As soon as you exit the first dialog and enter the game without threat of death, the flaws in the 3D become very apparent. Its got Wolfenstein-style walls, 3D objects in the world, and a pixel art skybox. This might just be me, but I found the experience to be very headache inducing. What isn't me, is how unusual this looks in action. What you can see, what is actually there and whether or not your enemy is going to hit you all seem to be three different things. So you can see past walls in a way that doesn't look normal, and its kind of freaky, even hours in.
Remember, every wall is as tall as a building

Another issue is that the size of things is weird. There are one story buildings and two story buildings, and presumably these aren't properly scaled. Fine. Vehicles range from being shorter than you to much taller. Also fine. All starships look like they're fighters, but since they can enter space, I guess that means they're X-Wings or something. Fine. Humans are the same size as a ship. Weird. The player's spaceship is actually some vast ship with a pretty big, but unshown interior. Huh? But its also the same size as a land tank you can drive around in. I feel like my eyes are lying to me or something. Its annoying as hell.

"...and I'm just so much cooler than you."
You don't start the game with the Star Cruiser, a superpowered and modular spaceship that is more powerful than any other ship in the galaxy. Instead you steal one located on a bigger spaceship just outside the starting location of Ganymede. Taking the ship, and then upgrading it takes up most of the early hours of the game. This introduces most of the major cast, The generic waiter in every restaurant in the galaxy, Masashi, a cool hunter, Daigo, genius scientist, Yoko, his archaeologist daughter, Max, Yoko's student, Diane, Max's sister and Federal Patrol intelligence agent, and finally General Tomovsky Hermann, one of the heads of Federal Patrol.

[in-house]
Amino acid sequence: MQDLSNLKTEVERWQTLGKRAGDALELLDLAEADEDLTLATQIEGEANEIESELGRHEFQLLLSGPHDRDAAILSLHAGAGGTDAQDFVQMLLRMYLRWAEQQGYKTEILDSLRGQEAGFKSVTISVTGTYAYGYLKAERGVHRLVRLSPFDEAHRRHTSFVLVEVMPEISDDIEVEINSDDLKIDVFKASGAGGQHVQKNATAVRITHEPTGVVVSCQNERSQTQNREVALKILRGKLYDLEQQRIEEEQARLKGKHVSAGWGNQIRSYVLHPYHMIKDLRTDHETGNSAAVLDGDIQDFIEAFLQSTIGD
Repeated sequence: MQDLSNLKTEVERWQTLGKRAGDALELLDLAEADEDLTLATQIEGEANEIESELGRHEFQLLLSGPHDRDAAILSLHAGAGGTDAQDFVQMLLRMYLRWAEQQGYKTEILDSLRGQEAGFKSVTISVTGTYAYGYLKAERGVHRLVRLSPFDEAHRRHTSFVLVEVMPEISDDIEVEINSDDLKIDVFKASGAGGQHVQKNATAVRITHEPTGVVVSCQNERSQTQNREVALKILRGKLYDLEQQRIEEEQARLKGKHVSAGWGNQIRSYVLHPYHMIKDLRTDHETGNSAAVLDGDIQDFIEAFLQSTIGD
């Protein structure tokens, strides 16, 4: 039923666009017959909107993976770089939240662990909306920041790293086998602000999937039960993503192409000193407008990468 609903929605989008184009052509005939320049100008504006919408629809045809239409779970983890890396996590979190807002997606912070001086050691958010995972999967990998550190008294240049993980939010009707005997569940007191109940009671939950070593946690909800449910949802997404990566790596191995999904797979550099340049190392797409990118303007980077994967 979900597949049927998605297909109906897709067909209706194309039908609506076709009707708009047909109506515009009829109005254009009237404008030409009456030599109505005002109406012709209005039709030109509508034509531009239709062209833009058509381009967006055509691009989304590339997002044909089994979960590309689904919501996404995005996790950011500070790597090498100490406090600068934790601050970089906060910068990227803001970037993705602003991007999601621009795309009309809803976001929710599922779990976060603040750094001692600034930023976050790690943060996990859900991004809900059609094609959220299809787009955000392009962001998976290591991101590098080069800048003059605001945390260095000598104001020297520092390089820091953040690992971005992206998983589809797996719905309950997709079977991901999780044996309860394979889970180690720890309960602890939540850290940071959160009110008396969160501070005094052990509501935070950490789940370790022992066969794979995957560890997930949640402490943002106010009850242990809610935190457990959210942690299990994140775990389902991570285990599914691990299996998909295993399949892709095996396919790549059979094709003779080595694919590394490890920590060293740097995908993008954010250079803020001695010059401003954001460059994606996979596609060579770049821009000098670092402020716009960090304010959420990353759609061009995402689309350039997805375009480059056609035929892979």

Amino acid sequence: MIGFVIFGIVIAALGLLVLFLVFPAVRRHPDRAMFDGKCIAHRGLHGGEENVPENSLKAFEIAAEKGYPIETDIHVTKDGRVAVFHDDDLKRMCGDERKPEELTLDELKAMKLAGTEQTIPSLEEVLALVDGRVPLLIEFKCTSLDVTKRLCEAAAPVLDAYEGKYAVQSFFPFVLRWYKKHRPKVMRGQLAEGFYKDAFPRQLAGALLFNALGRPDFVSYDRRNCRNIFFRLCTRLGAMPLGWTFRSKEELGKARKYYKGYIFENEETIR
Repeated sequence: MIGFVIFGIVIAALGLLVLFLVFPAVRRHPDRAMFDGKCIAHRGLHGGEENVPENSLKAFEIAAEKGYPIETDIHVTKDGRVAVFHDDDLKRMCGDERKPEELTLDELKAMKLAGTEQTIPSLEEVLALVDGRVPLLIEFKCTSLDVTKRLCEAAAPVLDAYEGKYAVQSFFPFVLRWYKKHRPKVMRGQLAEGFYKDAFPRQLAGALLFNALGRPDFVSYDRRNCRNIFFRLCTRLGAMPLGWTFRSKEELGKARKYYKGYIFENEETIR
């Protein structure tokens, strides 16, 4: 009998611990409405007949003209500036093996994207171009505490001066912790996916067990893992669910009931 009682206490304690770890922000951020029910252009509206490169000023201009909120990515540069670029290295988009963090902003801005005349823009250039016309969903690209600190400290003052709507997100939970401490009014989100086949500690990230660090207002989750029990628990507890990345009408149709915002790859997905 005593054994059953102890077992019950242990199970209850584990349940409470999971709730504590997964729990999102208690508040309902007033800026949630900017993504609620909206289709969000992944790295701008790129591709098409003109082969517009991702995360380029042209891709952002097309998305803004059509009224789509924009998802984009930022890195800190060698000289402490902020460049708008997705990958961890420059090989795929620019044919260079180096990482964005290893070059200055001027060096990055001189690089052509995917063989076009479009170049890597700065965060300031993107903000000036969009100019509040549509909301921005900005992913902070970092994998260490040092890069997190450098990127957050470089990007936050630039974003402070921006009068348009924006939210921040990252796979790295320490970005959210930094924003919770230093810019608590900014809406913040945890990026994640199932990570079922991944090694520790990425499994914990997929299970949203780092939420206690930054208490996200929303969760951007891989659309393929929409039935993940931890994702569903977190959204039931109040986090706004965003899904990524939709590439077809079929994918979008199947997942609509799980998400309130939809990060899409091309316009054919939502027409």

This game doesn't really expand on its characters too much owing to the limited amount of space it had for dialog and text. Again, this is not a bad thing, because I get the feeling if it expanded on it, it'd be anime, the bad kind of anime where characters expand on their motivation for far, far too long. However, a lot of characters feel one dimensional, so its not all good. I am curious about the quality of the translation, if its bad or good. It could go either way. I've picked up on things that might be errors, but at other times the game forgets to include instructions on your next destination, which screams that the game was made that way.
One of the most exciting encounters of the game
The space combat is the best element of the game, and that's not necessarily a bad thing. Its biggest problem is that there's a maximum range before enemies disappear, and its far too short. The game is kind enough to remember how hurt enemy starships are though. Bit of the standard, "figure out where the enemies went" type of stuff, but once you figure out the radar you shouldn't have too many problems. They're a bit spongey, with some multi-ship battles taking much longer than they need to. Space combat is only rarely needed, you only have to fight them about 5 times, and out of those times there is no real benefit to fighting them. Non-essential combat is completely pointless, since there are no, or at least close to no dropped items and most of the time you can fight these unnecessary battles, you can run back to a repair station on any friendly planet.
Action! Excitement! Something of interest!